I am always happy when I find that one of my predictions is in good agreement with experiment. It is especially fun when the initial results are in discord, and we are ultimately able to sort out the reasons for the discrepancies. I also take great pleasure in deriving new formulae and finding that they provide the means to solve some kinetic problem that I have been interested in.  

It is also enjoyable to meet up with various long term collaborators and colleagues at scientific meetings.

What's the secret to being a successful scientist?

I think there are three roughly equal components: hard-work, perseverance, and some natural ability. Without any one of these, success will be elusive. 


What advice would you give to young researchers embarking on an academic career?

Work hard, don't give up, be patient and careful. Start by choosing one thing to become a recognised expert at. As much as possible, develop a synergy between theory and experiment, and don't be afraid to collaborate with other experts who could provide the missing link for your studies.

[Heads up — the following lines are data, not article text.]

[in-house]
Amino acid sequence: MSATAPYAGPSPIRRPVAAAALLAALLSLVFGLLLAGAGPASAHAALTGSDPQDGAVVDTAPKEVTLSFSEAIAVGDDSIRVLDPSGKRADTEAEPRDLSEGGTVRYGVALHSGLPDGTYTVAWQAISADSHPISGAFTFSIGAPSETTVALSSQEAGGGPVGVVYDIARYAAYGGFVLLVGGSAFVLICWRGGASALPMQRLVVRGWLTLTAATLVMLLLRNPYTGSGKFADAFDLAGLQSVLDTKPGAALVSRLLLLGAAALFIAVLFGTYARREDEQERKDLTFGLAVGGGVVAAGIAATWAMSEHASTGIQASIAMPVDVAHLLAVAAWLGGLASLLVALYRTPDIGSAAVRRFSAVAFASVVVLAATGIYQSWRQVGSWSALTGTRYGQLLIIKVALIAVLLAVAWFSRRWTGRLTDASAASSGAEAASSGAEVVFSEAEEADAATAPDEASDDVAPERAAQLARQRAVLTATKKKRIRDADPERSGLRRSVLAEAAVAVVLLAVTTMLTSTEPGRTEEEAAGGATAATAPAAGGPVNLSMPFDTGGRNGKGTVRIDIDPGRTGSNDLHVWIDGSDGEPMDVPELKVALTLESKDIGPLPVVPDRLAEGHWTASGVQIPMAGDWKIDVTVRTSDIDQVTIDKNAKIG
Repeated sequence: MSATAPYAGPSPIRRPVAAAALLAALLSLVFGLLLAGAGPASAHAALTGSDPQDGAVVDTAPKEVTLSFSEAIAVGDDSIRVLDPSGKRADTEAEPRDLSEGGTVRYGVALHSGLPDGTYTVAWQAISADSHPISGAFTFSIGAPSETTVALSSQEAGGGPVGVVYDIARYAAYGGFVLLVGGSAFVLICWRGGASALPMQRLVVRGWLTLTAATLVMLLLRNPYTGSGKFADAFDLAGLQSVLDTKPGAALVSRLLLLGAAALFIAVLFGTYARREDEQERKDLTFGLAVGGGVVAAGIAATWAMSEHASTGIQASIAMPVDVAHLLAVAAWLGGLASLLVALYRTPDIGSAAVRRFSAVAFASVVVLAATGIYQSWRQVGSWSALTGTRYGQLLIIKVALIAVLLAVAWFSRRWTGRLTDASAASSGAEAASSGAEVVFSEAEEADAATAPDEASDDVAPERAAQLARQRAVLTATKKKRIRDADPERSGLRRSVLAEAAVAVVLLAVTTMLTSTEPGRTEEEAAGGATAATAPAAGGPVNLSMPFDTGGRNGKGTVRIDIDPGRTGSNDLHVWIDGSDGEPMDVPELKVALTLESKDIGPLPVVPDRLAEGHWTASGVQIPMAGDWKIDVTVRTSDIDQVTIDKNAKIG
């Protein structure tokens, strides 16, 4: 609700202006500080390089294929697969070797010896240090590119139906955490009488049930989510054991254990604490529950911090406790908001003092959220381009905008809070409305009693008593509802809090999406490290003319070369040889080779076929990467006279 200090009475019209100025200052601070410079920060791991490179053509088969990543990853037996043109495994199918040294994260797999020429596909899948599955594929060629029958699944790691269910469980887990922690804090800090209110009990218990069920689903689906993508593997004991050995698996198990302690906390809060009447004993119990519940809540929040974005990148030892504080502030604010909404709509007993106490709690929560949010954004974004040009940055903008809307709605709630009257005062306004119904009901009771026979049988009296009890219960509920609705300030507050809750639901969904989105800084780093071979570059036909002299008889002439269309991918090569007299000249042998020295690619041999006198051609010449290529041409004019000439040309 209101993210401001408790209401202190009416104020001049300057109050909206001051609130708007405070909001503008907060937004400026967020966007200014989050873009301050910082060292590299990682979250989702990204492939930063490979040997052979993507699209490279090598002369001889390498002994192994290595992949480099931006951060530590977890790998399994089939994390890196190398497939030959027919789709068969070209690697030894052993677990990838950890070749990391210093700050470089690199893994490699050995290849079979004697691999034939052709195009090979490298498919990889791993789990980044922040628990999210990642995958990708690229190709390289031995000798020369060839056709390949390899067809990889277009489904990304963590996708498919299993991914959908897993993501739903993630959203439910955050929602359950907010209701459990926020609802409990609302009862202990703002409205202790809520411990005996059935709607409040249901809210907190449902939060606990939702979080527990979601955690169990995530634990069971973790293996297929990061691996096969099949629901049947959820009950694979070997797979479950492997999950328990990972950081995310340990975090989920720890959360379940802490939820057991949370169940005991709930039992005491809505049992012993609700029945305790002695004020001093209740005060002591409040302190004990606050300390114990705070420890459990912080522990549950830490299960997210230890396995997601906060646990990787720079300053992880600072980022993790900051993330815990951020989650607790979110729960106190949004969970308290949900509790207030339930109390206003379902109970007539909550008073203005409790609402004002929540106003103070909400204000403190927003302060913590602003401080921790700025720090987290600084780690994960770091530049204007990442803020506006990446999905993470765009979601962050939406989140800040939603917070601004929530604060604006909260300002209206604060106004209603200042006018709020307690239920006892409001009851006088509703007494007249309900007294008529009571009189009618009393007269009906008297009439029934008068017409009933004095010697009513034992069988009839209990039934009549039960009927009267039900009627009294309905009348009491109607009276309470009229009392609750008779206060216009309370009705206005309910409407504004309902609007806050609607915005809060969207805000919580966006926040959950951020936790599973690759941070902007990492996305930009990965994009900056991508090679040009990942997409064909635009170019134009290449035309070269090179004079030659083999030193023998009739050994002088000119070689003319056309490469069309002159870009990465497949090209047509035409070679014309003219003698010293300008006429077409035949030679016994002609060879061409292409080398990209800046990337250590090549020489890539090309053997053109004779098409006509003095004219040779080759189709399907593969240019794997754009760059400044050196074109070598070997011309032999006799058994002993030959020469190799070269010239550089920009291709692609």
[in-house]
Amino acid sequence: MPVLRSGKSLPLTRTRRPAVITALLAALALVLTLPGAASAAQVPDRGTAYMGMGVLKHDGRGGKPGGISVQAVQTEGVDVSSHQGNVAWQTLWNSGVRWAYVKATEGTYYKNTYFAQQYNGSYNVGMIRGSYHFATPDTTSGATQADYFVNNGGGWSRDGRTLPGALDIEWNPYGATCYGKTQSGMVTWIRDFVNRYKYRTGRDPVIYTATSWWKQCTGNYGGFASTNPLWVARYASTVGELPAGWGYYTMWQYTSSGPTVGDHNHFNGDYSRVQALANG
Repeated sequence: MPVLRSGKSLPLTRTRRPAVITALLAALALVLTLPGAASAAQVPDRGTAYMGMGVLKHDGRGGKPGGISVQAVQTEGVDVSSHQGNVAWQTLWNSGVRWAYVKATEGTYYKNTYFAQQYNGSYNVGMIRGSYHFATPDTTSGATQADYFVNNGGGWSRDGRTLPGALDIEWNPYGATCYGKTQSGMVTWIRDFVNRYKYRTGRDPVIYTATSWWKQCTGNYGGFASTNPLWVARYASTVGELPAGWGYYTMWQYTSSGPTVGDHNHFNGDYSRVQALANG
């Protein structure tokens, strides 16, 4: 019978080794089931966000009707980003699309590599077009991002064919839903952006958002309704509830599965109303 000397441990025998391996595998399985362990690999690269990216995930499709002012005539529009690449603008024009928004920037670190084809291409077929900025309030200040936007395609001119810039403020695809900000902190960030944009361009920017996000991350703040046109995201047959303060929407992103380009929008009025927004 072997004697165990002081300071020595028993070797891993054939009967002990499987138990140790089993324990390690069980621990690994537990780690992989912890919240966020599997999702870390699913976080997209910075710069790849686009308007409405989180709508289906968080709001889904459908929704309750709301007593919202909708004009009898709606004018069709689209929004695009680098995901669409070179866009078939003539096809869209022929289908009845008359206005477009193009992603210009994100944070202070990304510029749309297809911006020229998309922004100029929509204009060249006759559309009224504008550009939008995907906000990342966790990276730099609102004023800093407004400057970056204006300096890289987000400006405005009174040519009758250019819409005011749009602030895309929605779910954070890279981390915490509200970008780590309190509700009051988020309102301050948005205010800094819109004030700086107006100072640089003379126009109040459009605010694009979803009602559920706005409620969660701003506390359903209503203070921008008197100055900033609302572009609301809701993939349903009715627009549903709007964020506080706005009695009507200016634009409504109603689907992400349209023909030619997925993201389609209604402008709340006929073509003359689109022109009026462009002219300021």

Related Links

Link icon Stephen Klippenstein's research page
at the Argonne National Laboratory


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Related Links

A combined ab initio and photoionization mass spectrometric study of polyynes in fuel-rich flames
N. Hansen, S. J. Klippenstein, P. R. Westmoreland, T. Kasper, K. Kohse-Höinghaus, J. Wang and T. A. Cool, Phys. Chem. Chem. Phys., 2008, 10, 366
DOI: 10.1039/b711578d

Ab initio methods for reactive potential surfaces
Lawrence B. Harding, Stephen J. Klippenstein and Ahren W. Jasper, Phys. Chem. Chem. Phys., 2007, 9, 4055
DOI: 10.1039/b705390h

Association rate constants for reactions between resonance-stabilized radicals: C3H3 + C3H3, C3H3 + C3H5, and C3H5 + C3H5
Yuri Georgievskii, James A. Miller and Stephen J. Klippenstein, Phys. Chem. Chem. Phys., 2007, 9, 4259
DOI: 10.1039/b703261g

Also of interest

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A positive side to ozone depletion?